Yet the thought of the world unseen is apt to do so in various ways, and the worst way of all is when we have taken up a notion that it ought to do so. And indeed this is a temptation to which persons who desire to be religions are exposed in one shape or another in {156} every age, and in this age as well as in times past. Men come to fancy that to lose taste and patience for the businesses of this life is renouncing the world and becoming spiritually-minded. We will say a person has been thoughtless and irreligious; perhaps openly so; or at least careless about religion, and though innocent of any flagrant sin, yet a follower of his own will and fancy, and unpractised in any regular and consistent course of religion. He has, perhaps, been outwardly respectful to sacred things and persons, but has had no serious thoughts about the next world. He has taken good and evil—religion and the world—as they came, first one and then the other, without much consideration. He has been fond of gaiety and amusements, or he has been deeply interested in some pursuit or other of time and sense,—whether it be his own trade or profession, or some of the studies and employments now popular. He has fallen in with the ways of the company in which he has found himself; has been profane with the profane; then, again, has had for a season religious impressions, which in turn have worn away. Thus he has lived, and something has then occurred really to rouse him and give him what is called a serious turn. Such a person, man or woman, young or old, certainly does need to take a serious turn, does require a change; and no one but must be very glad to hear that a change has taken place, though at the same time there may be changes not much better than the change {157} which happened to him, whose soul, in our Lord's language, was but "swept and garnished;" not really changed in a heavenly way, and having but the semblance of faith and holiness upon it.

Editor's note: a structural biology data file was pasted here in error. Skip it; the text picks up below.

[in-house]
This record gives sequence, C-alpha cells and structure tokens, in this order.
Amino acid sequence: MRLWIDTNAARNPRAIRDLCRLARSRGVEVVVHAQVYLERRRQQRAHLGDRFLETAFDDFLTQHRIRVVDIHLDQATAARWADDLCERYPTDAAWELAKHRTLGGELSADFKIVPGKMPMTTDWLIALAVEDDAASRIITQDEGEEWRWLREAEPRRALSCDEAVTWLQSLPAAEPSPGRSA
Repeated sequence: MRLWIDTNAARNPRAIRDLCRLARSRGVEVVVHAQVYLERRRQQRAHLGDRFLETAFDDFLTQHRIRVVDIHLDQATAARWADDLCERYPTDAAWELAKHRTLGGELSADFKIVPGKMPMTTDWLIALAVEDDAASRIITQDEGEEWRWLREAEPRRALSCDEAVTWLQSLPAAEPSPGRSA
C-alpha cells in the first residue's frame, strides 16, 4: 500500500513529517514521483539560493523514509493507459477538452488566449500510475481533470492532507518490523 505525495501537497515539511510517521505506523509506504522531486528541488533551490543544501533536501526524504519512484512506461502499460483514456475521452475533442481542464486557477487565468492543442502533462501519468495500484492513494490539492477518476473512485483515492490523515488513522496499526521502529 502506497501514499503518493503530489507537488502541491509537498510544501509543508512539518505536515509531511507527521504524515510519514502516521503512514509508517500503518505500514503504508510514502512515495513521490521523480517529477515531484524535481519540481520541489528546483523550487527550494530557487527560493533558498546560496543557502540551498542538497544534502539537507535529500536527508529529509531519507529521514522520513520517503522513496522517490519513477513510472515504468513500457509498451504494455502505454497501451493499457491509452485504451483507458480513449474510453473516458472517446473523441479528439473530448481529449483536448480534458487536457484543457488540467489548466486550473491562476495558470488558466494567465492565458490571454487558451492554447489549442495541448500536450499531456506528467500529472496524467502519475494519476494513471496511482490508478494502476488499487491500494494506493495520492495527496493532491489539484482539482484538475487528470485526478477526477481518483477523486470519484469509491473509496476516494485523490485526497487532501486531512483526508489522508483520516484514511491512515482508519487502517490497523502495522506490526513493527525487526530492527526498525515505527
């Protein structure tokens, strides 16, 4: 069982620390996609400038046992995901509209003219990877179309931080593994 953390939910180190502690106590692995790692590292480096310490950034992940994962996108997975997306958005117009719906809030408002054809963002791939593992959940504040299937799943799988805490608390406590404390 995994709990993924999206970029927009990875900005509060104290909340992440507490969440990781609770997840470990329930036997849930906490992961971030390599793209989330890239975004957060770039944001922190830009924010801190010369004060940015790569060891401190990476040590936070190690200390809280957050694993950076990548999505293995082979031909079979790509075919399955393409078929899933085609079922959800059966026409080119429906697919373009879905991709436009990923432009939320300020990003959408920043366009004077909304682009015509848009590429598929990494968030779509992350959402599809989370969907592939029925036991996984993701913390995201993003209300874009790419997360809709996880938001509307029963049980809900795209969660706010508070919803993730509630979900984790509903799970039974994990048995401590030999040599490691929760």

Now the cases I am speaking of are somewhat like that which our Saviour seems to speak of in the passage referred to. When a man has been roused to serious resolutions, the chances are, that he fails to take up with the one and only narrow way which leads to life. The chances are that "then cometh the wicked one," and persuades him to choose some path short of the true one—easier and pleasanter than it. And this is the kind of course to which he is often seduced, as we frequently witness it; viz. to feel a sort of dislike and contempt for his ordinary worldly business as something beneath him. He knows he must have what Scripture calls a spiritual mind, and he fancies that to have a spiritual mind it is absolutely necessary to renounce all earnestness or activity in his worldly employments, to profess to take no interest in them, to despise the natural and ordinary pleasures of life, violating the customs of society, adopting a melancholy air and a sad tone of voice, and remaining silent and absent when among his natural friends and relatives, as if saying to himself, "I have much higher thoughts than to engage in all these perishing miserable things;" acting with constraint and difficulty in the things about him; making efforts to turn things which occur to the purpose {158} of what he considers spiritual reflection; using certain Scripture phrases and expressions; delighting to exchange Scripture sentiments with persons whom he meets of his own way of thinking; nay, making visible and audible signs of deep feeling when Scripture or other religious subjects are mentioned, and the like. He thinks he lives out of the world, and out of its engagements, if he shuts (as it were) his eyes, and sits down doing nothing. Altogether he looks upon his worldly occupation simply as a burden and a cross, and considers it all gain to be able to throw it off; and the sooner he can release himself from it, and the oftener, so much the better.